Hydrocarbon charging stocks or feed mixtures adapted to be processed in accordance with the present invention are of wide variety, obtainable from many different sources. In general, however, these are essentially complex liquid mixtures or solutions of hydrocarbons, both aromatic and non-aromatic, the latter usually including naphthenes and olefins in addition to paraifins. Examples of suitable stocks are gasolines, naphthas, burning oils, or similar fractions derived from crude petroleum. These fractions may be either straight run or cracked products or products of other refining operations such as reforming, particularly catalytic reforming. Aromatic hydrocarbons, as used herein, include benzene and derivatives thereof such as ethylbenzene, toluene, xylene, and the like, as well as polynuclear hydrocarbons. Olefins include hydrocarbons containing the carbon-to-carbon double bond liquid at the treating temperatures and pressures; the paraffins include the saturated aliphatic hydrocarbons liquid at the treating temperatures and pressures; and the naphthenes include the saturated cycloaliphatic hydrocarbons liquid at the treating temperatures and pressures.

Temperatures useful in the practice of this invention are dependent upon the particular components in the mixture to be separated. The lower temperature limit is the temperature at which freezing first occurs. general, the extraction process is carried out at a temperature within the range of 20 to 80 C. However, higher temperatures can be used (110 C. and higher) provided the pressure is suitably adjusted. Also, the extraction step is ordinarily carried out at pressures greater than atmospheric to assure a liquid phase extraction step, but atmospheric pressures can also be used when the vapor pressure of the mixture being treated is less than one atmosphere.

The extraction process of the present invention can til be carried out in various ways, the most common mode of operation comprising the use of a spray, packed, or bubble plate tower, wherein the hydrocarbon mixture is contacted by the stream of gamma-butyrolactone flowing therethrough, usually in counter-current relation to the mixture under treatment. if desired, the process can also be carried out by distilling the hydrocarbon mixture in the presence of gamma-butyrolactone as an extractive distillation process.

The gamma-butyrolactone used in the practice of my in den should be quite pure although the commercial product containing a very small amount of water can be used. This water should not amount to over a few percent because excessive amounts of water will result in the hydrolysis of the lactone giving the corresponding The acid is desired for the separations disclosed herein.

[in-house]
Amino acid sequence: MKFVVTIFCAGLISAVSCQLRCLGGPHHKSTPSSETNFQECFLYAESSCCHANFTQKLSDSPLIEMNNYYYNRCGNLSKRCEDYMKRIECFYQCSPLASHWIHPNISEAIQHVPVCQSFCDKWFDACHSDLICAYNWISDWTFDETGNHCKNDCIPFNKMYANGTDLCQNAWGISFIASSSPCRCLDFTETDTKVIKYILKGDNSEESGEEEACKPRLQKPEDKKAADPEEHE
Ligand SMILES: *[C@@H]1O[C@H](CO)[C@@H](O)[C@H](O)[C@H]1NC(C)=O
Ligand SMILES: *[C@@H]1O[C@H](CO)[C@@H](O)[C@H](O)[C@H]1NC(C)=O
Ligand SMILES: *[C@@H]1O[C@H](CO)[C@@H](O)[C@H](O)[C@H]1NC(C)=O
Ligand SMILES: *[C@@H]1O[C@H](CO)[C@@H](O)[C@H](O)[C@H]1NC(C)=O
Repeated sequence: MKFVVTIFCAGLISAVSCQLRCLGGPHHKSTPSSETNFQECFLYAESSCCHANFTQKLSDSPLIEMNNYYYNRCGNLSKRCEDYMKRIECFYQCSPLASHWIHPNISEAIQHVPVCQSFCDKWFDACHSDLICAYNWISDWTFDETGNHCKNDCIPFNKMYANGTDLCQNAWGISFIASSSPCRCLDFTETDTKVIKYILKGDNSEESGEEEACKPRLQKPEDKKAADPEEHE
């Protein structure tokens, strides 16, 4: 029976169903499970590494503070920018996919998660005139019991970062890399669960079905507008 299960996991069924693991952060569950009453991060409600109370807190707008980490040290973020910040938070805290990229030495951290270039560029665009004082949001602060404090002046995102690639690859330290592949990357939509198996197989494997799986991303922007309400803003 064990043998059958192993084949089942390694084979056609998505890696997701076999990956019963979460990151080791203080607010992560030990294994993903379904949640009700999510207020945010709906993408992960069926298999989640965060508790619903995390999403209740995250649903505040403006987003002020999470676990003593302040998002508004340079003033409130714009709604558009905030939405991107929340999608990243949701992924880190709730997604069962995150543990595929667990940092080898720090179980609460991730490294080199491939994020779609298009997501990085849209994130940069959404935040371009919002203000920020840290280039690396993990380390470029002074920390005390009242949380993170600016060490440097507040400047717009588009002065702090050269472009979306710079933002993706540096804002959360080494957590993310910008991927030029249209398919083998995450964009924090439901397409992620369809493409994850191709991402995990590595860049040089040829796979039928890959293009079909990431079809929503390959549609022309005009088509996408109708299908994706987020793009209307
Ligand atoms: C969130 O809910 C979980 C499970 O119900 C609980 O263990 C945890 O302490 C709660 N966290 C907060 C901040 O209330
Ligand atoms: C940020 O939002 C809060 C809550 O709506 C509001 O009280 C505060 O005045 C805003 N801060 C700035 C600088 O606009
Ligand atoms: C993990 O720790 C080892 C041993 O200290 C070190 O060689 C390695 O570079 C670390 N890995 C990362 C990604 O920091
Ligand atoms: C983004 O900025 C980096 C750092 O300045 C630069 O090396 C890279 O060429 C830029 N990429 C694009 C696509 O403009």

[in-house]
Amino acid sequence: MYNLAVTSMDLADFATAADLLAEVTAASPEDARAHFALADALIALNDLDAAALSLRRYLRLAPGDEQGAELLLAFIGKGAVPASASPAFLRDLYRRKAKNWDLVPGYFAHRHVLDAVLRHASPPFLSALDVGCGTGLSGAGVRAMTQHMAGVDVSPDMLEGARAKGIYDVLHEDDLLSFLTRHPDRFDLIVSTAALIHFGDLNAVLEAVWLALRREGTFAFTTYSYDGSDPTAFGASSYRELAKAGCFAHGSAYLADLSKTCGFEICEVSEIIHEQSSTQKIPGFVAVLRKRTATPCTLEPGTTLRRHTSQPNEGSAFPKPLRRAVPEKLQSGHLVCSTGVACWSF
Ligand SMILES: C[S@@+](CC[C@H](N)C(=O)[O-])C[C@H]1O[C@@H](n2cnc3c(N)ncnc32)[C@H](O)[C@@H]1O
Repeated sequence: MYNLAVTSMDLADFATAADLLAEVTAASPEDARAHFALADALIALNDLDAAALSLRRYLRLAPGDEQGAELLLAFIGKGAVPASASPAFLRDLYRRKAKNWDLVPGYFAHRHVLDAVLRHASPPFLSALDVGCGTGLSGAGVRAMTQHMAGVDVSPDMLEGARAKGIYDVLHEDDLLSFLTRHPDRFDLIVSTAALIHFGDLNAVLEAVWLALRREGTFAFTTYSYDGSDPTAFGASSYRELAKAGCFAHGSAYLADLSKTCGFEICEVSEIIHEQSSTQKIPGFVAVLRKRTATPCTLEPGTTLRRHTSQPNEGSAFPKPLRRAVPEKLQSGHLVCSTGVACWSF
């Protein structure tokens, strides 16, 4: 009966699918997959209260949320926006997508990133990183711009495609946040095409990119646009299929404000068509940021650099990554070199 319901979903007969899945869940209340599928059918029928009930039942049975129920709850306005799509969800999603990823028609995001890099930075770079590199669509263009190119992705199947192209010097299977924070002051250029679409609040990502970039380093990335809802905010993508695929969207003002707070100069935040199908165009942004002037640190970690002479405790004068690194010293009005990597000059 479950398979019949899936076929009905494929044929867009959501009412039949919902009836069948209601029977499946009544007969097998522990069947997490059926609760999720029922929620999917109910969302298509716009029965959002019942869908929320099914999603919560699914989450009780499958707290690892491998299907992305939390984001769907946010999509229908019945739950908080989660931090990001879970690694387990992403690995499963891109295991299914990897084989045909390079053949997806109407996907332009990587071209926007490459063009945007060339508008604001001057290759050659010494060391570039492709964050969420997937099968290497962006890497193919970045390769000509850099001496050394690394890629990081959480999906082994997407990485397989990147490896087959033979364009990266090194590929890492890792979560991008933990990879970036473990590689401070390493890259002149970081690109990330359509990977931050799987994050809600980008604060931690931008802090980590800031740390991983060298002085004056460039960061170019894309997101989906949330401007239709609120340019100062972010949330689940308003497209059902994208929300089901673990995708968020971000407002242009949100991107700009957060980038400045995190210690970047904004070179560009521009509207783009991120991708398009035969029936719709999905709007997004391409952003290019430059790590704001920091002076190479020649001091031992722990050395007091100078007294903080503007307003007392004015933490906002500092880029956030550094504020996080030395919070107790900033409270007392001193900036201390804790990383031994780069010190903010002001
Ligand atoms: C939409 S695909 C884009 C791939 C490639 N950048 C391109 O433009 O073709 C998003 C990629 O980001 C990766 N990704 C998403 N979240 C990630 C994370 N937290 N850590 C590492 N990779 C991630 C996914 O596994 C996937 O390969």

As many possible embodiments may be made of this invention without departing from the scope thereof, it is to be understood that all matter herein set forth or shown in the accompanying drawing is to be interpreted as illustrative and not in a limiting sense.

I claim:

1. in a process for the separation of one member selected from the group consisting of normally liquid aromatic, olefinic, naphthenic, and parafiinic hydrocarbons, from another member of this group by solvent extraction and extractive distillation processes at temperatures of at least 20 C., the step of treating the mixture with a selective solvent consisting essentially of gamma-butyrolactone.

2. 1n the separation of aromatic hydrocarbons from a normally liquid mixture or same and at least one o oiefinic naphthenic, and paraffinic hydrocarbons by sol vent e tion and extractive distillation processes at temperatures of at least 20 (1., the step of treating the mixture with a selective solvent consisting essentially of gammabutyrolactone.

3. In the separation of oiefinic hydrocarbons from normally liquid mixture of same and at least one of naphthenic and paraffinic hydrocarbons by solvent extraction and extractive distillation processes at temperatures of at least 20 C., the step of treating the mixture with a selective solvent consisting essentially of gammabu- LJU ' tyrolactone.

4. In the separation of naphthenic hydrocarbons from a normally liquid mixture of same and paraftinic hydrocarbons by solvent extraction and extractive distillation processes at temperatures of at least 20 (1., the step of treating the mixture with a selective solvent consisting essentially of gamma-butyrolactone.

5. A process for the separation of a mixture of normally liquid hydrocarbons containing at least two of aromatic, olefinic, naphthcnic, and parafiinic hydrocarbons into components of different physical and chemical properties comprising introducing the hydrocarbon mixture into the central portion or" a contacting zone operated at a temperature of at least 20 C.; introducing a selective solvent consisting essentially of gamma-butyrolactone into the upper portion of said zone; withdrawing the major portion of at least one of olefinic, naphthenic and paraffinic hydrocarbons from the upper end portion of said zone; Withdrawing a mixture of gamma-butyrolactone and the major portion or" at least one of aromatic, olefinic, and naphthenic hydrocarbons from the lower end portion of said zone; passing said last named mixture to a separation zone; separating gamma-butyrolactone from said last named mixture; passing at least a portion of said gamma-butyrolactone recovered in said separation zone to the upper end portion of said contacting zone; and withdrawing a stream rich in at least one of aromatic, olefinic, and naphthenic hydrocarbons from said separation zone.